Football pitch marked out at palace
Buckingham Palace's garden has been marked out with a football pitch in preparation for the first official match to be staged at the Queen's home.
Two of England's oldest amateur clubs will play on the special ground, which will be mowed with criss-cross stripes like Wembley, as part of the Football Association's 150th anniversary celebrations.
The players may also find themselves running across patches of camomile as the garden features the plant - a remnant of a previous era.
The Queen gave her permission for the match next month and Wembley Stadium grounds manager Tony Stones is working with the royal household gardeners, led by Mark Lane, to create a pitch in the 39-acre garden.
Mr Lane, the palace's gardens manager, said: "When I first heard about it I thought it was quite an exciting prospect, this is something we've never hosted before. There's been a boxing match back in the mid-1950s but a football match is quite a unique opportunity to use the garden for a different event."
The lawn has already been seeded in parts to repair wear and tear following a busy summer of activities from garden parties to staging the Coronation Festival.
And as Mr Stones's team began marking out the 100-metre by 60-metre pitch with tape measures and string, palace gardeners pumped air under pressure into a compacted area in the middle to force the ground back up - a normal practice at major grounds.
The Wembley grounds manager said: "This will be fine to play football on, it's in good shape.
"We're quite busy back at the stadium so we're getting it all marked out so when we come on the day we can just mark it out again."
Mr Stones, 37, from Barnsley, said his team remained focused whatever the event: "We treat every game the same so everything gets 100% care, whether it's a company day, a game at Buckingham Palace or the Champions League final."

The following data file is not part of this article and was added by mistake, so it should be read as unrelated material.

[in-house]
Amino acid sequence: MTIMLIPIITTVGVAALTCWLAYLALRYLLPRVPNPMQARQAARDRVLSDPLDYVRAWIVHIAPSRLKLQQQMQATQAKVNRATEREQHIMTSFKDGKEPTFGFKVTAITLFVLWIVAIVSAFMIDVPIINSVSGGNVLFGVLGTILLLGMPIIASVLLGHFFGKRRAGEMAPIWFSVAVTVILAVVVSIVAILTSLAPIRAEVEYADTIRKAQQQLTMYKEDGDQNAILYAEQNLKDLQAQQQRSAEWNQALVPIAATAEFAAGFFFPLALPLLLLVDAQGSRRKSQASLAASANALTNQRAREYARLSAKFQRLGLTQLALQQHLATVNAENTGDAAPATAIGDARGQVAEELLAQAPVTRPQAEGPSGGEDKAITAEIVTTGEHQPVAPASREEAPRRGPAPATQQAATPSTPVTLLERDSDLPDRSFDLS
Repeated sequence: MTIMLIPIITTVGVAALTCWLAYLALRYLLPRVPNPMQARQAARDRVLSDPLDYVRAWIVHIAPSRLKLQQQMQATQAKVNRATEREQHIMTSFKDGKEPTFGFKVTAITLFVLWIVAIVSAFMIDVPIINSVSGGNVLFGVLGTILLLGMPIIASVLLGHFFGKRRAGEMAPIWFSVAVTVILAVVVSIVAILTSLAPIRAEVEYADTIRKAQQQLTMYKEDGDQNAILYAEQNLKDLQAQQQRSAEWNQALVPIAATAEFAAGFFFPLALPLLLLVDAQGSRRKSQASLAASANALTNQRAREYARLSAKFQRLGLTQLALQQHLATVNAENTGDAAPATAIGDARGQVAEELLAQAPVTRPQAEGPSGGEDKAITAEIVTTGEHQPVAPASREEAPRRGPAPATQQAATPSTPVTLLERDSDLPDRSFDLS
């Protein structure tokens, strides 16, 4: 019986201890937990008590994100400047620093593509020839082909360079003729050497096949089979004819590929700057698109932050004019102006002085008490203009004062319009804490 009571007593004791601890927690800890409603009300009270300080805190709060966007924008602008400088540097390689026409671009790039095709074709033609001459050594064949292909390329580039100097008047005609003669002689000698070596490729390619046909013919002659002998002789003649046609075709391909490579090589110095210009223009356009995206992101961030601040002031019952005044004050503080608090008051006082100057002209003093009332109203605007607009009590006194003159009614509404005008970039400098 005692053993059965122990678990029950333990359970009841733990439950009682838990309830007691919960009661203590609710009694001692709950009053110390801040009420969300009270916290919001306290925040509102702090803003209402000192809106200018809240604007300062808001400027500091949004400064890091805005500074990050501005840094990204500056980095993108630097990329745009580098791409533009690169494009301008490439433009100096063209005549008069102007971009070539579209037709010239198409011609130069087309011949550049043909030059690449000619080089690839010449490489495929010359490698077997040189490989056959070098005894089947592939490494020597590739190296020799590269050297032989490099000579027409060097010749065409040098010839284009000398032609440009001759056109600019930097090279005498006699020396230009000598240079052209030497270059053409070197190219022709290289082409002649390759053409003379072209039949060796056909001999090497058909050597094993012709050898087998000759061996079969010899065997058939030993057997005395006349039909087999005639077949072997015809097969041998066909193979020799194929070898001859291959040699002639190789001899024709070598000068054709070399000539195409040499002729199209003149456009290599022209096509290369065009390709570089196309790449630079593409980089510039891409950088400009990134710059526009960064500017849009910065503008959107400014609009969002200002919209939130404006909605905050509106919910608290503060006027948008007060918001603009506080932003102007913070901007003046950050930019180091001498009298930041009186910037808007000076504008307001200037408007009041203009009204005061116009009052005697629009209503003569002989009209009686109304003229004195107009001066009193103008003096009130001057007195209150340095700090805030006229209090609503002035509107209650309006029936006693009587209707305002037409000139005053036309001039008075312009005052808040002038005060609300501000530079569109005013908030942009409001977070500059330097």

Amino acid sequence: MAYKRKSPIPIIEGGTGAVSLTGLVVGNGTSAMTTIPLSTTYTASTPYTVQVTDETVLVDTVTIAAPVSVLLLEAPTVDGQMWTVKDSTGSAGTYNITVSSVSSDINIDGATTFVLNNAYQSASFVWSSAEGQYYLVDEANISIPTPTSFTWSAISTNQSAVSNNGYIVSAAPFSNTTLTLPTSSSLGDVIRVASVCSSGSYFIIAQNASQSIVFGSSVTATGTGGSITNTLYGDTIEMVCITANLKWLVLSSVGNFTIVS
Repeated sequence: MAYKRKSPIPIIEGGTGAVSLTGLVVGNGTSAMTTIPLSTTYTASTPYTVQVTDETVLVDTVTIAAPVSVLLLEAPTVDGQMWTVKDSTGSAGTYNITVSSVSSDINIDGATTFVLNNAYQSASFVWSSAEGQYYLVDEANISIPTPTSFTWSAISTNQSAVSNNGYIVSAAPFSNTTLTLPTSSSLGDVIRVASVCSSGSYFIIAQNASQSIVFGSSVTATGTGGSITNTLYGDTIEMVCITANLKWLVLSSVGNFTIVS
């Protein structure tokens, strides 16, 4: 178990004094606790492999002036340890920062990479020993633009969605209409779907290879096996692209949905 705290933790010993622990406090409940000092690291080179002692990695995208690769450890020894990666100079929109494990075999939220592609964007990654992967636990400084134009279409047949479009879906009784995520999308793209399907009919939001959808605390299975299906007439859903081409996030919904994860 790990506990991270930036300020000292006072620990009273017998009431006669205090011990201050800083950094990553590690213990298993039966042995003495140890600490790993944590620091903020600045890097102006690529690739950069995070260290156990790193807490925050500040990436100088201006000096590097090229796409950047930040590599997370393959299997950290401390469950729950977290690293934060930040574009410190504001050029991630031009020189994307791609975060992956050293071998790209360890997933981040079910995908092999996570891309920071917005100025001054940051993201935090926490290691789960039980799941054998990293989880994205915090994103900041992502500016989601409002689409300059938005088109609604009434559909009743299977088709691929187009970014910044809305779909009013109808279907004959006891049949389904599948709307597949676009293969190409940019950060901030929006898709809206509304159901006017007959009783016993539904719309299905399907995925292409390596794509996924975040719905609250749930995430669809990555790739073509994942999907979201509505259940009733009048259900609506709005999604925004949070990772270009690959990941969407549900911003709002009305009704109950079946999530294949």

The Duke of Cambridge, president of the FA, helped arrange the Southern Amateur League fixture on October 7 between Civil Service FC and Polytechnic FC, both based in Chiswick, west London.
Civil Service FC is the sole surviving club from the 11 clubs who founded the FA in the Freemasons' Tavern, Great Queen Street, in London in 1863 and later drafted the 13 original laws of association football. Polytechnic FC was formed in 1875.
William will host the event and also present medals to 150 grassroots volunteers in recognition of their dedication to the sport. The match is being held in tribute to their commitment.
The recipients were chosen for their outstanding contribution to football including helping to develop the women's game, providing opportunities for disabled players and refereeing.
Mr Stones added: "It's an honour to be here but it's not about us, it's about the volunteers that are getting recognised on the day."
The palace grass is normally cut to a height of 19 millimetres but the Wembley grounds manager said it will be increased to 26mm "to give the lawn some protection".
Palace gardeners will mow the pitch three times a week, as regular cutting improves the lawn, and a criss-cross pattern will be created in the turf - mirroring Wembley.
The final cut before the pitch is marked out will be carried out 24 hours before the players stage their match.
The turf is a mixture of grasses - rye, bents and fescues - and will be given a dose of fertiliser this week to increase its green colour and this will be repeated next week.
Mr Lane, who has been in his post for just over 20 years, said the lawn also contained remnants of a plant that would have originally been found in the area centuries ago.
He said: "We have some patches of camomile in the lawn which are remnants from a previous era. It's a native of Middlesex so it would have been in the ground here since the garden was created."
He added: "One of the memories that Princess Margaret had all those years ago as a youngster was walking among all of the garden party guests and the smell would come up from the camomile."